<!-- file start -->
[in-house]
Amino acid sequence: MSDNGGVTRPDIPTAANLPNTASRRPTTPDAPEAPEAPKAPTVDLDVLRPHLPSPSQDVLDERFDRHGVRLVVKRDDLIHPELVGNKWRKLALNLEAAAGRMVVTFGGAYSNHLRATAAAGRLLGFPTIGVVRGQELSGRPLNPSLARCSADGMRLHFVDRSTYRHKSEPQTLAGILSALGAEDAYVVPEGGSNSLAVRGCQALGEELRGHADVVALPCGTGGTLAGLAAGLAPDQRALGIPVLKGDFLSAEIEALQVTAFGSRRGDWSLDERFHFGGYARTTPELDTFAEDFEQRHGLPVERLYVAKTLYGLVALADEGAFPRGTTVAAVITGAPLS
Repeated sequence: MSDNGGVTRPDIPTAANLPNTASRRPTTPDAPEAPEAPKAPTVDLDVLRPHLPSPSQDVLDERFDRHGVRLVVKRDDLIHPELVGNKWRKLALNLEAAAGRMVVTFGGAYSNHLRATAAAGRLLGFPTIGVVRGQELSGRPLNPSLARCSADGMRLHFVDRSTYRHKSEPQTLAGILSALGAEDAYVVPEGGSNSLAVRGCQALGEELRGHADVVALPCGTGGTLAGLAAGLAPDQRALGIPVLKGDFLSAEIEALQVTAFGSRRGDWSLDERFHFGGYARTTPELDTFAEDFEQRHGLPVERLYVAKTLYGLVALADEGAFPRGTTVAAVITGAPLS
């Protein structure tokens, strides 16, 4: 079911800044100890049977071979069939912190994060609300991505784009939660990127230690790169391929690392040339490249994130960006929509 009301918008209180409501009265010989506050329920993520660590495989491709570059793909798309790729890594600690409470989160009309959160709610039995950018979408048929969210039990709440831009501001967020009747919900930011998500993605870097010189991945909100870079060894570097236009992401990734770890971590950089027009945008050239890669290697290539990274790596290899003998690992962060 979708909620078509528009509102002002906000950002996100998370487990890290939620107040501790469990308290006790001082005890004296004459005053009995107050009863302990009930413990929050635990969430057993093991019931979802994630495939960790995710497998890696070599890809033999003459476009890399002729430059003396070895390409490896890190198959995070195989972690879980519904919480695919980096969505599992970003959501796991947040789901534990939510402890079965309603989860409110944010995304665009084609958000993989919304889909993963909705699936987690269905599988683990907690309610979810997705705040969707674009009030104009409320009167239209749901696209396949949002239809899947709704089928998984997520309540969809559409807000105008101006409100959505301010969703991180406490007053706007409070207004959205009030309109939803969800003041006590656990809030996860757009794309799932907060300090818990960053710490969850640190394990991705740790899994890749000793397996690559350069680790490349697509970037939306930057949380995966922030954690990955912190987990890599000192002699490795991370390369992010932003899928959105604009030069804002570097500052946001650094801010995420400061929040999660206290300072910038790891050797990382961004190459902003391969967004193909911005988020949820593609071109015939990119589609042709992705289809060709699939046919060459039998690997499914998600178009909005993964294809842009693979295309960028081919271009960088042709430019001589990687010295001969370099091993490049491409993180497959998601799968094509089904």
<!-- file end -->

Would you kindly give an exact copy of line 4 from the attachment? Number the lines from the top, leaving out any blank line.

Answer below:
């Protein structure tokens, strides 16, 4: 079911800044100890049977071979069939912190994060609300991505784009939660990127230690790169391929690392040339490249994130960006929509 009301918008209180409501009265010989506050329920993520660590495989491709570059793909798309790729890594600690409470989160009309959160709610039995950018979408048929969210039990709440831009501001967020009747919900930011998500993605870097010189991945909100870079060894570097236009992401990734770890971590950089027009945008050239890669290697290539990274790596290899003998690992962060 979708909620078509528009509102002002906000950002996100998370487990890290939620107040501790469990308290006790001082005890004296004459005053009995107050009863302990009930413990929050635990969430057993093991019931979802994630495939960790995710497998890696070599890809033999003459476009890399002729430059003396070895390409490896890190198959995070195989972690879980519904919480695919980096969505599992970003959501796991947040789901534990939510402890079965309603989860409110944010995304665009084609958000993989919304889909993963909705699936987690269905599988683990907690309610979810997705705040969707674009009030104009409320009167239209749901696209396949949002239809899947709704089928998984997520309540969809559409807000105008101006409100959505301010969703991180406490007053706007409070207004959205009030309109939803969800003041006590656990809030996860757009794309799932907060300090818990960053710490969850640190394990991705740790899994890749000793397996690559350069680790490349697509970037939306930057949380995966922030954690990955912190987990890599000192002699490795991370390369992010932003899928959105604009030069804002570097500052946001650094801010995420400061929040999660206290300072910038790891050797990382961004190459902003391969967004193909911005988020949820593609071109015939990119589609042709992705289809060709699939046919060459039998690997499914998600178009909005993964294809842009693979295309960028081919271009960088042709430019001589990687010295001969370099091993490049491409993180497959998601799968094509089904």